Identification of genetic variants contributing to cisplatin-induced cytotoxicity by use of a genomewide approach

R. Stephanie Huang, Shiwei Duan, Sunita J. Shukla, Emily O. Kistner, Tyson A. Clark, Tina X. Chen, Anthony C. Schweitzer, John E. Blume, M. Eileen Dolan

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55 Scopus citations


Cisplatin, a platinating agent commonly used to treat several cancers, is associated with nephrotoxicity, neurotoxicity, and ototoxicity, which has hindered its utility. To gain a better understanding of the genetic variants associated with cisplatin-induced toxicity, we present a stepwise approach integrating genotypes, gene expression, and sensitivity of HapMap cell lines to cisplatin. Cell lines derived from 30 trios of European descent (CEU) and 30 trios of African descent (YRI) were used to develop a preclinical model to identify genetic variants and gene expression that contribute to cisplatin-induced cytotoxicity in two different populations. Cytotoxicity was determined as cell-growth inhibition at increasing concentrations of cisplatin for 48 h. Gene expression in 176 HapMap cell lines (87 CEU and 89 YRI) was determined using the Affymetrix GeneChip Human Exon 1.0 ST Array. We identified six, two, and nine representative SNPs that contribute to cisplatin-induced cytotoxicity through their effects on 8, 2, and 16 gene expressions in the combined, Centre d'Etude du Polymorphisme Humain (CEPH), and Yoruban populations, respectively. These genetic variants contribute to 27%, 29%, and 45% of the overall variation in cell sensitivity to cisplatin in the combined, CEPH, and Yoruban populations, respectively. Our whole-genome approach can be used to elucidate the expression of quantitative trait loci contributing to a wide range of cellular phenotypes.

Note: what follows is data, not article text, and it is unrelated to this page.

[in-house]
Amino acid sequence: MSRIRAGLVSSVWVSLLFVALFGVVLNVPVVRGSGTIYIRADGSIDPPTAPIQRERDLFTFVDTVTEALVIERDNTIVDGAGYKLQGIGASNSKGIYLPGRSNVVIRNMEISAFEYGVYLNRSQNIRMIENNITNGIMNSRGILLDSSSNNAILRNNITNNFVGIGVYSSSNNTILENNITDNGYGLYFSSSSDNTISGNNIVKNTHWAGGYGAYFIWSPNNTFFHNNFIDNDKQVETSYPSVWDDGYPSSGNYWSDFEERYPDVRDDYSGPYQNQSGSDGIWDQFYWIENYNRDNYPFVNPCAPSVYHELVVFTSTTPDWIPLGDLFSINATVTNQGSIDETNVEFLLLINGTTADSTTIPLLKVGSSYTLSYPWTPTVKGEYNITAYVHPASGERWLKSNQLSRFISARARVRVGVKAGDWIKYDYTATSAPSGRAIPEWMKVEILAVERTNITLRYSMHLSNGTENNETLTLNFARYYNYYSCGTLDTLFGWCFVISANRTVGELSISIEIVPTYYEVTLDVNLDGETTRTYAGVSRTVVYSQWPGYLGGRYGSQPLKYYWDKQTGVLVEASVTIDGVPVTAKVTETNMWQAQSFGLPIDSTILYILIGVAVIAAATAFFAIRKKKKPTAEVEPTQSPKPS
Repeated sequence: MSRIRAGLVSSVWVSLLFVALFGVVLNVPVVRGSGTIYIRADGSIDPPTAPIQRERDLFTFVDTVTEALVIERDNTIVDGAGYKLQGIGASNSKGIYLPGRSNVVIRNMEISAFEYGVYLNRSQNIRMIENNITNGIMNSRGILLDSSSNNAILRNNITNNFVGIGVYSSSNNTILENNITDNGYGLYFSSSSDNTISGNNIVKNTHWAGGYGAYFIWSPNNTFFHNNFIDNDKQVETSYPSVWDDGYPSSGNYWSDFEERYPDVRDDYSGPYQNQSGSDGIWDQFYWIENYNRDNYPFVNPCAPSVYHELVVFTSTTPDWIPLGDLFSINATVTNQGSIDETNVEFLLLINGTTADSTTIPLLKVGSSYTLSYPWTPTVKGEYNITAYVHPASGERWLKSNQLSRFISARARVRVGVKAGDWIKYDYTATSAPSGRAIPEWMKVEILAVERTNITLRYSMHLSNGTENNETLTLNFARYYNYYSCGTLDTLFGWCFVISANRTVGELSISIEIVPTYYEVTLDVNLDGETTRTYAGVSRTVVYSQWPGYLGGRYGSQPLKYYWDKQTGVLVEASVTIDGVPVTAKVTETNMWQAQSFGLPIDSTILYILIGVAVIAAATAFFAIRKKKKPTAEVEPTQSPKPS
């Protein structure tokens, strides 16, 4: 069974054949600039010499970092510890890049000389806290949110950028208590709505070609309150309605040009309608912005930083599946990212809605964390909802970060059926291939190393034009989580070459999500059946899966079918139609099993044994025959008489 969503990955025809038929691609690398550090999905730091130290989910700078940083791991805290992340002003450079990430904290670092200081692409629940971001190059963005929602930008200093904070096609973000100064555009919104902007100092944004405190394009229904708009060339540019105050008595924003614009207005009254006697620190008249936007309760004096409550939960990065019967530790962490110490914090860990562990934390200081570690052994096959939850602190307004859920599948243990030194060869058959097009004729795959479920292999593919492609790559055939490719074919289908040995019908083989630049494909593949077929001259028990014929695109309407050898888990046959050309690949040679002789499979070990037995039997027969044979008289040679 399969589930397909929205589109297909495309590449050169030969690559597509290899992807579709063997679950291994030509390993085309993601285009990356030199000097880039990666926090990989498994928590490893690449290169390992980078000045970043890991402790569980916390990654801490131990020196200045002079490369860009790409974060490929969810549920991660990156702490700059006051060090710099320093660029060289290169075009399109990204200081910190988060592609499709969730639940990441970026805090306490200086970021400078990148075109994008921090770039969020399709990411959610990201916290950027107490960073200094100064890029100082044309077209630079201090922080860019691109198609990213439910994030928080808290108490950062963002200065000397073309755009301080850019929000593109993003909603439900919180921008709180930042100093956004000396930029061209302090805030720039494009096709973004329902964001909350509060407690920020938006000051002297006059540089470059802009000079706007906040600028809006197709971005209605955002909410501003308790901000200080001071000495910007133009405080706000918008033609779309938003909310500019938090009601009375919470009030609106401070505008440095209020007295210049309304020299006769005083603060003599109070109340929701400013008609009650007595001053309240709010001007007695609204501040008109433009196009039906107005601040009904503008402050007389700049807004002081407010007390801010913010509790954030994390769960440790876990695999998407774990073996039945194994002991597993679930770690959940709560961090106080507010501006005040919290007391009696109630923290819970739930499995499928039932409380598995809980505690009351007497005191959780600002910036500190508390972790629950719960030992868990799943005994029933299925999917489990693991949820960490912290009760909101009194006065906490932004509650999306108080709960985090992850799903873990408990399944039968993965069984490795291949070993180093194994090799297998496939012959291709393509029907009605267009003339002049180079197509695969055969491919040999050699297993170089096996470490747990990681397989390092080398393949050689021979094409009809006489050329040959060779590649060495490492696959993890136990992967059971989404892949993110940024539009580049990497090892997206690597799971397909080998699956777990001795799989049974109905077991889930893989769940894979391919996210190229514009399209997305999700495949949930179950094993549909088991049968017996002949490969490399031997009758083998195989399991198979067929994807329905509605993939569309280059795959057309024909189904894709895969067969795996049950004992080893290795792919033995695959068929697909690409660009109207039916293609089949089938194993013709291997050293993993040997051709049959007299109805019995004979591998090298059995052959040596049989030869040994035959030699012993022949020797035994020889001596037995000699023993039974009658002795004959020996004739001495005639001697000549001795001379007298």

Original languageEnglish (US)
Pages (from-to)427-437
Number of pages11
JournalAmerican Journal of Human Genetics
Issue number3
StatePublished - Sep 2007

Bibliographical note

Funding Information:
We are grateful to Wasim K. Bleilbel for excellent technical support and to Dr. Jeong-Ah Kang for maintenance of the cell lines. This Pharmacogenetics of Anticancer Agents Research Group study was supported by National Institutes of Health/National Institute of General Medical Sciences grants GM61393 and GM61374.


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